Philippines desperate for disaster relief; money best now

November 13, 2013 

The catastrophic destruction and loss of life in the Philippines from Typhoon Haiyan continues to grab the world's attention as news coverage exposes more and more of the horrific impacts. The humanitarian disaster will require a protracted relief effort since entire cities lost everything in the storm surge and fierce winds from one of the most powerful typhoons in recorded history.

The human toll is beyond belief, with some 10,000 feared dead and more than 600,000 people displaced. With desperation high from the lack of clean water and food, looting has broken out.

The United States is rushing a flotilla of Navy ships led by an aircraft carrier to the islands, rightly establishing this country as a leader in relief efforts. The humanitarian assistance, supplies and medical care are urgently needed.

The U.S. military already stationed a Marine contingent in Tacloban, a city of 220,000 described by a general as losing "every single building, every single home." The military airlift also delivered generators, heavy equipment and other supplies there.

Americans and Manatee County residents have many opportunities to contribute to aid campaigns. We recommend donating only to established charities and caution against falling prey to unscrupulous fraud schemes, which always surface during disasters.

The American Red Cross, with disaster teams and satellite equipment en route, recommends monetary donations only.

"We can't send any donated items or anything," Janet McGuire, the communications officer for Florida's west coast region of the organization, told Herald reporter Sara Kennedy. "There's no place to store it right now. Money is the only thing done so far."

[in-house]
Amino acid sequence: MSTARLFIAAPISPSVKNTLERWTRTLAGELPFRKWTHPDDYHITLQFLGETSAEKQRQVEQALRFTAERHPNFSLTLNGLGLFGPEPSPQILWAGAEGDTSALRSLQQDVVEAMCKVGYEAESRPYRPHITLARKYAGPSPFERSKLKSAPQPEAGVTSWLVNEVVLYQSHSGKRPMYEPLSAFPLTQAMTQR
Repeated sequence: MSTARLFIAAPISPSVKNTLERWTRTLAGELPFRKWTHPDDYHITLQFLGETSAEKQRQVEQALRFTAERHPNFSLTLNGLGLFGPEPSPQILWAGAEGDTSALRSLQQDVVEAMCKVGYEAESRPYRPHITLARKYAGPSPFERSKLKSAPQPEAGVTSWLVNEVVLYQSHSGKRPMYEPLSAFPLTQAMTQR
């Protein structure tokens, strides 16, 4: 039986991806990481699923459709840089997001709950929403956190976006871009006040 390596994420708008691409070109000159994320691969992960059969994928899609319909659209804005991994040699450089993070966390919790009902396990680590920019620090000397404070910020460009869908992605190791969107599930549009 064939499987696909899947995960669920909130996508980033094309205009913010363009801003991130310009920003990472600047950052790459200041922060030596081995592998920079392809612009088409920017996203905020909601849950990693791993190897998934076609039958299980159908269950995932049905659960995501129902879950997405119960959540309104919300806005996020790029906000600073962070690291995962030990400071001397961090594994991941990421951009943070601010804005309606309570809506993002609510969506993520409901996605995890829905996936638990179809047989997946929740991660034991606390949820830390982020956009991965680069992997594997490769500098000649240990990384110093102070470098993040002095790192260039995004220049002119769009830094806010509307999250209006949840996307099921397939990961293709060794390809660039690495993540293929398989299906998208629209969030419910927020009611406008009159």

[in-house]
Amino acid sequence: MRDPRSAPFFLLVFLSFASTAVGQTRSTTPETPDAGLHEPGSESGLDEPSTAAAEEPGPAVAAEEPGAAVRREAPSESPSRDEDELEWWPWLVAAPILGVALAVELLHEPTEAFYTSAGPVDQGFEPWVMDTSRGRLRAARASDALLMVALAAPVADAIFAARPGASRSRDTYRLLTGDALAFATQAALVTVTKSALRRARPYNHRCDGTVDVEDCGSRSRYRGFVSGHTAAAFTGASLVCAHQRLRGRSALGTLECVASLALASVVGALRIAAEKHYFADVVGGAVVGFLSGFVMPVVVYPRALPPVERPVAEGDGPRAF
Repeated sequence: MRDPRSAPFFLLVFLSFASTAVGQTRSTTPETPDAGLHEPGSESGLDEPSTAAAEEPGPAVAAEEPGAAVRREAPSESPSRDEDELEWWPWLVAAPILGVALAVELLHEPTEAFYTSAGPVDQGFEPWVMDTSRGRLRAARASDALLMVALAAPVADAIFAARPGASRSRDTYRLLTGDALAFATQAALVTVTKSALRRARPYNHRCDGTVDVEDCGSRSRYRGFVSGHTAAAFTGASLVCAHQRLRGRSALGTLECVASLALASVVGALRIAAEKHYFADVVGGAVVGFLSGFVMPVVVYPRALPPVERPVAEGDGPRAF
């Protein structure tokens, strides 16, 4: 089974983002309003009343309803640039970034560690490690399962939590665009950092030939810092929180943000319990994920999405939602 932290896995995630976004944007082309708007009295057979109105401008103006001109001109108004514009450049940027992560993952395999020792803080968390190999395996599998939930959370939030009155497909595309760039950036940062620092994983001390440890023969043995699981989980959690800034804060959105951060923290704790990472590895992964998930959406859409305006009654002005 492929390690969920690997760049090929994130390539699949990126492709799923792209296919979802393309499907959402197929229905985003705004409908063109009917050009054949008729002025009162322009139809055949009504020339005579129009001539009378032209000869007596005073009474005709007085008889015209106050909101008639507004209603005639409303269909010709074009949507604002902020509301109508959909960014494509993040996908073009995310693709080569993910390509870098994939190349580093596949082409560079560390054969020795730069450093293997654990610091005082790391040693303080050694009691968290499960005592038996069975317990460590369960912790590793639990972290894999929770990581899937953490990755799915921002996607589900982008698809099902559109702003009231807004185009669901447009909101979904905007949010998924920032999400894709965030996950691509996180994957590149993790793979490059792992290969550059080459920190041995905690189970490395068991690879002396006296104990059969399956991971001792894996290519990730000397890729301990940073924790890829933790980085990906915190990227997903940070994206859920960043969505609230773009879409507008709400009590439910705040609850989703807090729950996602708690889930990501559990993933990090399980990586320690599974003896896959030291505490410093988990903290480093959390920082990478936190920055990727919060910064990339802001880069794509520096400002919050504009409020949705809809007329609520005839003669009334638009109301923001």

Humanitarian aid worker Jessica Alexander writes below that many well-intentioned Americans donate inappropriate goods -- old clothes and shoes and other second-hand items that disaster victims reject. Those products are best donated to Manatee thrift stories in support of local jobs.

Right now, cash is king, money that aid organizations can direct to the most critical needs -- like a generator for a crippled hospital left powerless and unable to treat the injured and ill.

Lakewood Ranch-based Shelterbox USA, an international aid organization, provides another valuable commodity -- emergency tented shelters.

Shelterbox already has volunteer teams in the Philippines assisting earthquake survivors, and the organization's shelters will be vital as families struggle to survive and rebuild.

Also here at home, Bright House Networks is offering a unique form of aid, opening the Filipino Channel (980) for free where available to subscribers. That grants Manatee County's Filipino population ongoing coverage of the disaster.

The cable television provider will continue this public service through Nov. 15, though we encourage the company to extend this date considering the Philippines will remain in the news for a long time.

How to donate

Shelterbox USA: 941-907-6036; shelterboxusa.org, or text the word SHELTER to number 20222 to make a $10 donation.

American Red Cross: 941-379-9300; redcross.org/donate.

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